13 posts categorized "Media"

August 08, 2023



Groupthink doesn't live here, critical thought does.ColeSmithey.comThis ad-free website is dedicated to Agnès Varda and to Luis Buñuel.

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It's not called film praise; it's called film criticism for a reason. There's an art to it.

There are plenty of ego-stroking bottom feeders who call themselves film critics, or better yet, reviewers. These reprobates can easily be discovered by noticing the usual suspects whose names constantly show up in movie ads.

In NYC we call them quote whores.

Frequently, these poseurs hide behind a media entity that masks their identity by usurping it with their brand. Nevertheless, if you get a gig writing for the New York Times, you'll automatically earn "Top Critic" status on RottenTomatoes. Corporate is as corporate does.

Roger Ebert has been dead for years, yet somehow RogerEbert.com is still getting credit for reviews being written in 2023. Weird, I know. What a load of bullshit.

A film critic is not a brand; the art of film criticism is much more than that.


I've been a published film critic for 30 years now. Over that time I've written for dozens and dozens of outlets. I've written well over four million words across 4000 film reviews. So what. Note the lack of a question mark.

Now that oxymoronic Social Media has driven the final nail of clickbait into the coffin of any editorial oversight anywhere, I don't write for the same reasons that I once did. Nonetheless, I still write because I am a writer.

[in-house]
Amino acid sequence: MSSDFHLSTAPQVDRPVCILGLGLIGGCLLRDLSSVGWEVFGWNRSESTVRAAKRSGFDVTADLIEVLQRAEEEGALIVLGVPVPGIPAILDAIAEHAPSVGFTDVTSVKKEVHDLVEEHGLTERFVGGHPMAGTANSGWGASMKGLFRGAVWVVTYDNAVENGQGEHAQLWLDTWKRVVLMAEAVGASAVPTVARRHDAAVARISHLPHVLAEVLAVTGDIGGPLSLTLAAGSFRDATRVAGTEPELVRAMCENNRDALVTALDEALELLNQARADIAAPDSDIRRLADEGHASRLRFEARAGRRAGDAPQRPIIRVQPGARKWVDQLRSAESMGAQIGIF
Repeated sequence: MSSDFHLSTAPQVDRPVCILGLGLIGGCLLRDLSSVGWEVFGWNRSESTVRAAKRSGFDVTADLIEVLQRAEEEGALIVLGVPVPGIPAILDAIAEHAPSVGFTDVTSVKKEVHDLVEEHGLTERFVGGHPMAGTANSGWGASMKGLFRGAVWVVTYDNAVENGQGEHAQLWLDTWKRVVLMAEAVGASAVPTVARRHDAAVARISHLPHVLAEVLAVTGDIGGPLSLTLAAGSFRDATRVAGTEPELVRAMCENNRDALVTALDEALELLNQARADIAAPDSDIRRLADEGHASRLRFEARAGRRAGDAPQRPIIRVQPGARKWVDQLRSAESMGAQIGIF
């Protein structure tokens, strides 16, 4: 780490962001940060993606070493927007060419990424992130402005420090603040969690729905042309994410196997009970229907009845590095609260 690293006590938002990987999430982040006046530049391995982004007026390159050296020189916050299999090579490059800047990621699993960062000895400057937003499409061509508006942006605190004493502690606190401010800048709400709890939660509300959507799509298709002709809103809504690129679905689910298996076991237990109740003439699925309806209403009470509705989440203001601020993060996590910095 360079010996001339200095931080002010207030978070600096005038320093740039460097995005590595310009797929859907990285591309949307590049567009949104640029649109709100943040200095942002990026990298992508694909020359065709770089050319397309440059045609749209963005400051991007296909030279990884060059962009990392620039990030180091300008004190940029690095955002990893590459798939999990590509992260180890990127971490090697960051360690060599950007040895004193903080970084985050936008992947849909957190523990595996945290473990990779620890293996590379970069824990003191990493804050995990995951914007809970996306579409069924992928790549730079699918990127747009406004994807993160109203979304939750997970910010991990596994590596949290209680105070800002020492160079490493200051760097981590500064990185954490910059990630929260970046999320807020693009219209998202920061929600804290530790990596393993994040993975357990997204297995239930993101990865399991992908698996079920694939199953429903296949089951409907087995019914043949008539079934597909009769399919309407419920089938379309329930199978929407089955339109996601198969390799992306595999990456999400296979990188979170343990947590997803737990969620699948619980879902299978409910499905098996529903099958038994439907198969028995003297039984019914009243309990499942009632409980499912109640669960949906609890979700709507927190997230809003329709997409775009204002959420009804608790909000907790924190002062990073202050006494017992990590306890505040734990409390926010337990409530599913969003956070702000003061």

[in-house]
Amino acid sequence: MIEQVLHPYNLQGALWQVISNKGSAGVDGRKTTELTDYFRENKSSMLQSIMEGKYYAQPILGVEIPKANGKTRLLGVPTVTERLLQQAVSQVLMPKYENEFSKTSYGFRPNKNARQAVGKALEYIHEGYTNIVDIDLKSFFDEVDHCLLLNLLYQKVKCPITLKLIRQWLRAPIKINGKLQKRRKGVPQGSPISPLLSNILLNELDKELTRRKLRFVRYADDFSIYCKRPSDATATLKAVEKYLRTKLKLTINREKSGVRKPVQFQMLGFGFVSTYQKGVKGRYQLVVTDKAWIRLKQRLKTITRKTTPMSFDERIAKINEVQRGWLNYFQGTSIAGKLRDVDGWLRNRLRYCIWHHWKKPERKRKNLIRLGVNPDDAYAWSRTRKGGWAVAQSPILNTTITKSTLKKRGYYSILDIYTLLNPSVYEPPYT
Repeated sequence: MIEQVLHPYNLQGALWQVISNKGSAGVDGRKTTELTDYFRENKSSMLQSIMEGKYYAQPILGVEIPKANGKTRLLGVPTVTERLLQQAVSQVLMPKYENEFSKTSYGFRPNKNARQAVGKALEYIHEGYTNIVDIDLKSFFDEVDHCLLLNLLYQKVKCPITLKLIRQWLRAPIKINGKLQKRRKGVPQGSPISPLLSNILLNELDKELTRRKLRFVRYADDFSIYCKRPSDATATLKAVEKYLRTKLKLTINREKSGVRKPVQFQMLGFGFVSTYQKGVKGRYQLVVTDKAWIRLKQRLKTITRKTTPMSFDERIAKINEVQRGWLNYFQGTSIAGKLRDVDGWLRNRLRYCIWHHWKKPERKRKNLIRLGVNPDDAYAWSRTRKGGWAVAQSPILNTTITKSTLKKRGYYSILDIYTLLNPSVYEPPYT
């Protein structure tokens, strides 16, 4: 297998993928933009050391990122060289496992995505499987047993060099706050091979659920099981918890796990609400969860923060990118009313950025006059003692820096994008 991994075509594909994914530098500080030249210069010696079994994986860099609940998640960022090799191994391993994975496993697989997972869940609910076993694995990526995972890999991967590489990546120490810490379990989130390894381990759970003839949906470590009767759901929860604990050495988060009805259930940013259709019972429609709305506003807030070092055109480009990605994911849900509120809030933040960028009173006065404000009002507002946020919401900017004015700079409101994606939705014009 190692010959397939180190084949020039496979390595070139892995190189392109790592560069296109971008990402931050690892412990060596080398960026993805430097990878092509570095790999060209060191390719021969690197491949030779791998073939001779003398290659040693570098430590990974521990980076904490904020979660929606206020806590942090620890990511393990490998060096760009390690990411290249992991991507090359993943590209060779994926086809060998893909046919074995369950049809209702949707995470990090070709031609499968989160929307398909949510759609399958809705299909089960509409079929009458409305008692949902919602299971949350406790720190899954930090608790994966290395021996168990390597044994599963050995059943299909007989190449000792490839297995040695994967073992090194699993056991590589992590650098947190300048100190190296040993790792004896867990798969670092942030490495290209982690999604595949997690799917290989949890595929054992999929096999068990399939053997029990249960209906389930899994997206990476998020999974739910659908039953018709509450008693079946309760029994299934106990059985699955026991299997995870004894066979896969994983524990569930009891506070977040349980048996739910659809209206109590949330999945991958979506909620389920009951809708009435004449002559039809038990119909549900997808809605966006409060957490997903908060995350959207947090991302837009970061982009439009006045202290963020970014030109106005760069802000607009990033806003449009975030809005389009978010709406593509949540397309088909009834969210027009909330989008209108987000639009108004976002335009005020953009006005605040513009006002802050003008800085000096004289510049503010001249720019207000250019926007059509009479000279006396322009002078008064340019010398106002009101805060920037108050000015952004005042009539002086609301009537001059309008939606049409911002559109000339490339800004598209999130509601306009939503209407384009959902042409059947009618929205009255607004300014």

The death of the alt weeklies was a canary in the coalmine for more than just honest film criticism, it marked a degradation of American culture and communication.

I have my reasons for doing my job. It's my passion.


Film criticism is a job.

Professional is as the professional does.

Film criticism is not publicity.

Film criticism is not "content;" it is editorial fact.

You have to be a serious person in order to be a film critic, not that you have to take yourself too seriously; don't do that.

There is no such thing as a "good" or "bad" review, only good or bad movies.

Critical thought cannot be swayed by money. You can pay for a review; you cannot pay for the outcome of the critical analyses that it entails.